Housing associations would get a chance to lobby the government on all that but their potential problems do not end there.
For starters, the MPs think it should be clear in the sales process that leasehold is not the same as freehold home ownership:
‘Our view is that it would be more appropriate to refer to this tenure as “lease-rental”. The Government and others may wish to use this terminology in future publications and policy statements.’
That would have major implications for the way we see housing tenure: with 4m existing leasehold properties becoming lease-rented, levels of home ownership could be classified at little more than 50%.
And with housing associations already facing criticism over how they market shared ownership how will they go about selling ‘shared lease-rental’?
The implications do not stop there. The MPs also urge a range of action to protect existing leaseholders with implications for market sale and shared ownership developments
The outrageous practices that have led to leasehold being dubbed ‘fleecehold’ are by no means confined to the Persimmons and Taylor Wimpeys of this world or to the freeholders registered in tax havens.
Consider, for example, these comments from leaseholders raised by Labour MP Seema Malhotra in her evidence to the committee:
- ‘We are used as cash cows, they do as little maintenance as possible. You have to force them to do the maintenance.’
- ‘I pay for communal areas to which I have no access.’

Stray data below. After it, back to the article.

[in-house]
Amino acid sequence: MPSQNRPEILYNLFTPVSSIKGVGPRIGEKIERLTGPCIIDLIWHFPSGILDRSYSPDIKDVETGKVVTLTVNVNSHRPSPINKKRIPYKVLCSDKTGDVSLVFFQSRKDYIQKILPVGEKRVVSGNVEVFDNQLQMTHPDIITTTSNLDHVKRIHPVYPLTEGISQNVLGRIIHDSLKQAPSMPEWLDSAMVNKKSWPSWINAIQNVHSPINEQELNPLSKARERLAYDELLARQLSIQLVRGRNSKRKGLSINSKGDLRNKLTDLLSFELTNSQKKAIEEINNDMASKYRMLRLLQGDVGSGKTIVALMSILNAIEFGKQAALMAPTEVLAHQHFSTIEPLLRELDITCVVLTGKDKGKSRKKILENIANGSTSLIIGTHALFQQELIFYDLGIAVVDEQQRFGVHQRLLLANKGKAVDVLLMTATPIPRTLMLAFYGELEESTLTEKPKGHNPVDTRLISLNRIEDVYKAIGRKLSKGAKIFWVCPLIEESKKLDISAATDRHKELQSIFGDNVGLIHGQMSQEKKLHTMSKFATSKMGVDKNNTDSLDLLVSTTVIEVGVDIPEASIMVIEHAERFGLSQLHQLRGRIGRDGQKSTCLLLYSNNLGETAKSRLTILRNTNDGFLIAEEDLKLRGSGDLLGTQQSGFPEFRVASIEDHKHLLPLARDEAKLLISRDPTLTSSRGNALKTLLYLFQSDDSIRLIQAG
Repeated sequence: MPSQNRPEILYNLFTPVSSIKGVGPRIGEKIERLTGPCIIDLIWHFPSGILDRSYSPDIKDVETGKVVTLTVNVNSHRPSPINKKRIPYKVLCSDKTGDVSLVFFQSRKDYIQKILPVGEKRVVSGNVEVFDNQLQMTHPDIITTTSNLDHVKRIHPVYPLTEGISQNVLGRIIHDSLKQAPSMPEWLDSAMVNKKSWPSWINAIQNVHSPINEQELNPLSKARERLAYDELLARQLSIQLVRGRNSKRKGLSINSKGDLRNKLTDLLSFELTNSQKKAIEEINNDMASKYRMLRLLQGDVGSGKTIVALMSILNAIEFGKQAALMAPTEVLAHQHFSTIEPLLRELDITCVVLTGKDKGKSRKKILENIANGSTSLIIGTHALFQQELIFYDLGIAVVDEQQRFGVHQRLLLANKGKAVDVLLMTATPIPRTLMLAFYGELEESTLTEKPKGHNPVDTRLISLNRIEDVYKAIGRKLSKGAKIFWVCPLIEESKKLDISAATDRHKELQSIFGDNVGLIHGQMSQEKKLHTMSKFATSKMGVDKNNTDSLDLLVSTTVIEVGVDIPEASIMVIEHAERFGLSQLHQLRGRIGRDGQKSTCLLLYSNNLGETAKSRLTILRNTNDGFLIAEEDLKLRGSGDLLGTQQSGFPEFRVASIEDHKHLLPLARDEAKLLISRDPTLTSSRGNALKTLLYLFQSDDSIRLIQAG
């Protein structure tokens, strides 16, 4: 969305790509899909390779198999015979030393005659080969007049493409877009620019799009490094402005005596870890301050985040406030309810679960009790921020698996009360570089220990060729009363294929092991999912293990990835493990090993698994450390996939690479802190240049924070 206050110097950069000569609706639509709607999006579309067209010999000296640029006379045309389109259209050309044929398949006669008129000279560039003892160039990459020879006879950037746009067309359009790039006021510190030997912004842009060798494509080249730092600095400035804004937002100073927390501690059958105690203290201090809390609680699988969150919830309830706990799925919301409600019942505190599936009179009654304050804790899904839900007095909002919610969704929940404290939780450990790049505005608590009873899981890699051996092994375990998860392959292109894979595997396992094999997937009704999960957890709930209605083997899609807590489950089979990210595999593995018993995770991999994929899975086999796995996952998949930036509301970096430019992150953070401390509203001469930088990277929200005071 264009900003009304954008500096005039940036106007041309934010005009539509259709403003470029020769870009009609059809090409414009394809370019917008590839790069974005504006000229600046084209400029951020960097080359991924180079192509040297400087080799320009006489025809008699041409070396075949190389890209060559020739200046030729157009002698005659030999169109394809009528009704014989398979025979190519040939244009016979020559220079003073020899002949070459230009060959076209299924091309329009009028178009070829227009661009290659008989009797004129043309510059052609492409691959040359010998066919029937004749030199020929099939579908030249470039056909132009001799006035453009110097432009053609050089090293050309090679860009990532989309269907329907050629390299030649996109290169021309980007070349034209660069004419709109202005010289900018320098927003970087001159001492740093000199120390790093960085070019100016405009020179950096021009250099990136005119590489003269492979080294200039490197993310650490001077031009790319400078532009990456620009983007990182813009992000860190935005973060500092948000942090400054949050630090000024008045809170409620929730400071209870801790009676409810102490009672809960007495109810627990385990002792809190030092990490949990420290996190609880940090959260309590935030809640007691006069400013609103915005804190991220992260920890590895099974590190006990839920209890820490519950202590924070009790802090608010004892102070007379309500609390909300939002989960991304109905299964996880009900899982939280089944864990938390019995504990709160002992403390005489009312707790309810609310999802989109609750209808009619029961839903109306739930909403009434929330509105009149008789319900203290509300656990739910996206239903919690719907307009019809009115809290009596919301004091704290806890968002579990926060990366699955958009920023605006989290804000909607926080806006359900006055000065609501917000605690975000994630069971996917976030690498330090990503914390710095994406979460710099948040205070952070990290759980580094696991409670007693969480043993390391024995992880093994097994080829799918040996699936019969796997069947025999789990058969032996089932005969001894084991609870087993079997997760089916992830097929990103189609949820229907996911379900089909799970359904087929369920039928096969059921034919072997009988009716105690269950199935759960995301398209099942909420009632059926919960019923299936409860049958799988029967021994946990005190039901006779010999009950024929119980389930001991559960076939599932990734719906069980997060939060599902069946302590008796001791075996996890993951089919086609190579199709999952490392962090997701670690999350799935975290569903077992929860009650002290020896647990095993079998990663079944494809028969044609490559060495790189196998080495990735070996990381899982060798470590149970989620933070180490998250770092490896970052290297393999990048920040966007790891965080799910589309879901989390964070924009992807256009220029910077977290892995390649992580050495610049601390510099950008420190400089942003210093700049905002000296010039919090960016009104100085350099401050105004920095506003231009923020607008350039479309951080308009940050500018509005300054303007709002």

- ‘The service charge has massively increased since its initial amount. I am due to be evicted next week as I cannot afford the increased amount.’
- ‘Service charge for communal repairs have gone up per flat by £2,700 despite the fact that they have never improved the premises.’
- ‘They charge us for £4,000 for parking facilities that do not exist.’
As you may have guessed, all of these comments came from leaseholders of housing associations in London.
Some of these cases may sound like the kind of disputes that can arise in any large development and the NHF argues in its evidence that associations’ leaseholders are better off than those in the private sector because they can seek redress via the Housing Ombudsman.
However, evidence like that should being put by leaseholders and their MPs should be a major concern for associations.
In a similar vein, Labour MP Jim Fitzpatrick, representing the All Party Parliamentary Group on Leasehold and Commonhold Reform, told the committee:
‘There has to be a complete rebalancing of the playing field to enfranchise leaseholders and give them greater rights under regulation against unscrupulous property management companies, which are ripping them off through service charges and refurbishment charges. Housing associations are doing exactly the same in the social sector.’
As Seema Malhotra puts it: ‘We all recognise there is an urgent need for more affordable housing and good models of shared ownership are vital.’
But she adds: ‘The unethical practices we are seeing are letting everyone down and reducing confidence and trust. Addressing these issues and bringing about system change will be clearly helped through strengthening the law and codes of practice.’
The government is still deciding how to reform leasehold and it remains to be seen whether it will accept the committee’s recommendations for more radical action.
Whatever happens, though, the after-effects of a scandal that began with the greed of a few major housebuilders will be felt across the housing sector.